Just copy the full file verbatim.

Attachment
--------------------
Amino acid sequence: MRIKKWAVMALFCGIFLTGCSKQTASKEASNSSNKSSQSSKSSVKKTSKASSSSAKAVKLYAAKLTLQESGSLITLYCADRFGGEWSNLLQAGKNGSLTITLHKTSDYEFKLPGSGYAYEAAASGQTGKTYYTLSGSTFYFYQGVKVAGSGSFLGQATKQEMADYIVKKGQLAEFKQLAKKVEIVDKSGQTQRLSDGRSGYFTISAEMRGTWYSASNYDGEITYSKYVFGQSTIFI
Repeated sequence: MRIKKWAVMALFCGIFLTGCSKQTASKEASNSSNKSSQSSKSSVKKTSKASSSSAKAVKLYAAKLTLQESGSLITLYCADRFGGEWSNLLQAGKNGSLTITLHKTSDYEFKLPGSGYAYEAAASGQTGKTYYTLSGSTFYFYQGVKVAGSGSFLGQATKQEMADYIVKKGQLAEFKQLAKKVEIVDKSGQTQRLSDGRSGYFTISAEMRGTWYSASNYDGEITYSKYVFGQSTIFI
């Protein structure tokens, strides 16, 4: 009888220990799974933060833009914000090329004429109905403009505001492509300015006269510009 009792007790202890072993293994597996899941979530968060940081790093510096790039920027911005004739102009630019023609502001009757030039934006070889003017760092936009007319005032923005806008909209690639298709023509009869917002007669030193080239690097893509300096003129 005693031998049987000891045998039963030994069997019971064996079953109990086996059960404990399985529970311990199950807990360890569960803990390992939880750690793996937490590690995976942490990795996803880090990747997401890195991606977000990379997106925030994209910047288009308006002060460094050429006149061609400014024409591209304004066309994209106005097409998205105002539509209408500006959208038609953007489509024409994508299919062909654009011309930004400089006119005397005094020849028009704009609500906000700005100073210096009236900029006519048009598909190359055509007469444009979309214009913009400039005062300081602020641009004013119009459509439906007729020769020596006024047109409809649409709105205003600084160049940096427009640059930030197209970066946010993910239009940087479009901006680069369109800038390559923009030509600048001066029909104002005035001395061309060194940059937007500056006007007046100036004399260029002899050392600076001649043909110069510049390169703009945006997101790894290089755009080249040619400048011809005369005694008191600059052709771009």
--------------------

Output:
Amino acid sequence: MRIKKWAVMALFCGIFLTGCSKQTASKEASNSSNKSSQSSKSSVKKTSKASSSSAKAVKLYAAKLTLQESGSLITLYCADRFGGEWSNLLQAGKNGSLTITLHKTSDYEFKLPGSGYAYEAAASGQTGKTYYTLSGSTFYFYQGVKVAGSGSFLGQATKQEMADYIVKKGQLAEFKQLAKKVEIVDKSGQTQRLSDGRSGYFTISAEMRGTWYSASNYDGEITYSKYVFGQSTIFI
Repeated sequence: MRIKKWAVMALFCGIFLTGCSKQTASKEASNSSNKSSQSSKSSVKKTSKASSSSAKAVKLYAAKLTLQESGSLITLYCADRFGGEWSNLLQAGKNGSLTITLHKTSDYEFKLPGSGYAYEAAASGQTGKTYYTLSGSTFYFYQGVKVAGSGSFLGQATKQEMADYIVKKGQLAEFKQLAKKVEIVDKSGQTQRLSDGRSGYFTISAEMRGTWYSASNYDGEITYSKYVFGQSTIFI
């Protein structure tokens, strides 16, 4: 009888220990799974933060833009914000090329004429109905403009505001492509300015006269510009 009792007790202890072993293994597996899941979530968060940081790093510096790039920027911005004739102009630019023609502001009757030039934006070889003017760092936009007319005032923005806008909209690639298709023509009869917002007669030193080239690097893509300096003129 005693031998049987000891045998039963030994069997019971064996079953109990086996059960404990399985529970311990199950807990360890569960803990390992939880750690793996937490590690995976942490990795996803880090990747997401890195991606977000990379997106925030994209910047288009308006002060460094050429006149061609400014024409591209304004066309994209106005097409998205105002539509209408500006959208038609953007489509024409994508299919062909654009011309930004400089006119005397005094020849028009704009609500906000700005100073210096009236900029006519048009598909190359055509007469444009979309214009913009400039005062300081602020641009004013119009459509439906007729020769020596006024047109409809649409709105205003600084160049940096427009640059930030197209970066946010993910239009940087479009901006680069369109800038390559923009030509600048001066029909104002005035001395061309060194940059937007500056006007007046100036004399260029002899050392600076001649043909110069510049390169703009945006997101790894290089755009080249040619400048011809005369005694008191600059052709771009």